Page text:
Unlike credit cards, student loans tend to have a lower interest rate and you don’t have to start repaying until you graduate. The important thing to remember is it is still debt after all and you should keep track of the potential monthly payment after graduation.

Read more: Best Education Loans for University Students in Singapore

3. Savings

Savings is the amount of money from your income that you did not spend.

As students, you are entitled to many benefits, such as student meal discounts and exclusive promotions. Fully utilising such benefits allows you to have a vibrant student life while maximising your savings.

Set Up an Emergency Fund

The most important step in personal finance is to set up your emergency fund.

As the name suggests, this is the fund set aside to only be used when you find yourself in a financial distress and dire need of money. Your emergency fund should be accessible on short notice. Hence, it should be placed in a savings account.

How much should I set aside for my emergency fund?

The general rule of thumb is to put away three to six months’ worth of expenses. This should ideally be an amount that can tide you through the temporary financial hardship without having to take on debt.

Check out Planner Bee’s emergency fund calculator to help you estimate how much you need to put aside for a rainy day.

Read more: What’s an Emergency Fund and How Much is Enough?

4. Protection

Protection is handled through a variety of financial products such as annuities and insurance. These provide financial security from any unexpected financial disasters.

Despite the negative stigma around it, insurance is important for everyone of all ages and that includes you. Trying to navigate health insurance as a student can be tricky as you are unsure of what plans to get or if you could afford the premium.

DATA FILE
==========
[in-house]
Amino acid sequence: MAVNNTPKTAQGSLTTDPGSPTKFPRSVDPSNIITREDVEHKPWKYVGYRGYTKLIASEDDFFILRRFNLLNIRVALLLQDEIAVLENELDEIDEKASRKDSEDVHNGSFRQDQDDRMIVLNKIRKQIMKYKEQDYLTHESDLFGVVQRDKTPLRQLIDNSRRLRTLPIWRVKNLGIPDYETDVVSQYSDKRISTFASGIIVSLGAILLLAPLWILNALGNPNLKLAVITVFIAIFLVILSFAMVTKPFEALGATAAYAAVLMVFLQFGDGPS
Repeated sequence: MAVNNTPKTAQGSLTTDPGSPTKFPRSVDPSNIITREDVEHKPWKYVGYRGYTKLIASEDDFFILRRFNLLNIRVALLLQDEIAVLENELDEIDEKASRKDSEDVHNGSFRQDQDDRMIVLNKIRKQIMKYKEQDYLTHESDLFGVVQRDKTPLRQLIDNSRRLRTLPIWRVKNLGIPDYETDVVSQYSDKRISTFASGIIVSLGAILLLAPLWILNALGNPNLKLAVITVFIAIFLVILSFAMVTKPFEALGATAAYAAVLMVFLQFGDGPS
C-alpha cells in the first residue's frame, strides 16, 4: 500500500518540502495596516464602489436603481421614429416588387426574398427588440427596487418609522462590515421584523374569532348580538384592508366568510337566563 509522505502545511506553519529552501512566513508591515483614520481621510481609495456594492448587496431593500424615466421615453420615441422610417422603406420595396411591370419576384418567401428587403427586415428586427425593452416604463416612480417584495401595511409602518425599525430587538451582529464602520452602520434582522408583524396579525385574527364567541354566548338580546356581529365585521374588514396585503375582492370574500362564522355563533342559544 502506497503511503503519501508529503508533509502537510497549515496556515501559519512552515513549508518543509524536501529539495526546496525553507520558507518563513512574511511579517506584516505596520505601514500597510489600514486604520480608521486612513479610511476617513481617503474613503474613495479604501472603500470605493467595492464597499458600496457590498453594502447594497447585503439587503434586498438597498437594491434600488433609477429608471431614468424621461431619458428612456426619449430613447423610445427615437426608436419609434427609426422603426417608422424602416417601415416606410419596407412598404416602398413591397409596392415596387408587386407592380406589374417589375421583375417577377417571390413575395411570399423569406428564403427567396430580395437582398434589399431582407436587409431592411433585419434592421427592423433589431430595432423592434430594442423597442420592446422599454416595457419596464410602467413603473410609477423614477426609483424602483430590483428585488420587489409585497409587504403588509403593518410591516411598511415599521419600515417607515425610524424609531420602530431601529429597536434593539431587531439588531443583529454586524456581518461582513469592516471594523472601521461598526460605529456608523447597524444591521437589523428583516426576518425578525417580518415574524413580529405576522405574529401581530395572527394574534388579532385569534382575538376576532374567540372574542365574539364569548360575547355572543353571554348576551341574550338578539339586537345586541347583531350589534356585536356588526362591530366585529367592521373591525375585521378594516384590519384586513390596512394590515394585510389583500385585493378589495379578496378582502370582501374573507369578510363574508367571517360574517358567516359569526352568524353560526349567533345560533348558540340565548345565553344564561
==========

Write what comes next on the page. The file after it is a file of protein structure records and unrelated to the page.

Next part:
The general advice is that basic coverage is a must. You would not want to wipe out your previous savings for the end-of-year trip just to pay for the medical bill due to an unforeseen accident.

Read more: A Fresh Grad’s Guide to Insurance Policies You Should Get In Singapore

5. Investing

Unlike savings, investing refers to making investments, which are purchases that can allow you to earn future income. Investing is also different from savings in terms of the risk level.

Like most Singaporeans, you would have been taught growing up to save for a rainy day. However, saving alone is never enough. The value of your money left inside a bank account will decrease over time due to inflation.

There are many types and forms of investments, each with its level of risk. The suitability of investment mainly depends on your goals and risk appetite. Investing is a very broad subject with seemingly bottomless depth and can be intimidating if you are just starting. Planner Bee has the resources to help you learn more about this topic and hopefully allow you to better manage your finances.

Read more: Investing 101: What You Should Look Out for As A Beginner Investor

Conclusion

Finance can be a daunting topic if you are just starting. However, this is a lifelong study and a constant learning process so every small step counts. We hope that this article has given you some exposure to the various aspects of personal finance and aided you on your journey to a better relationship with your money.

If you are still a student, the most significant advantage you have against grown-ups is time. Schooling years are the best time to turn your financial struggles into money skills and habits that will serve you for life. Make full use of this time to learn, fail and improve yourself.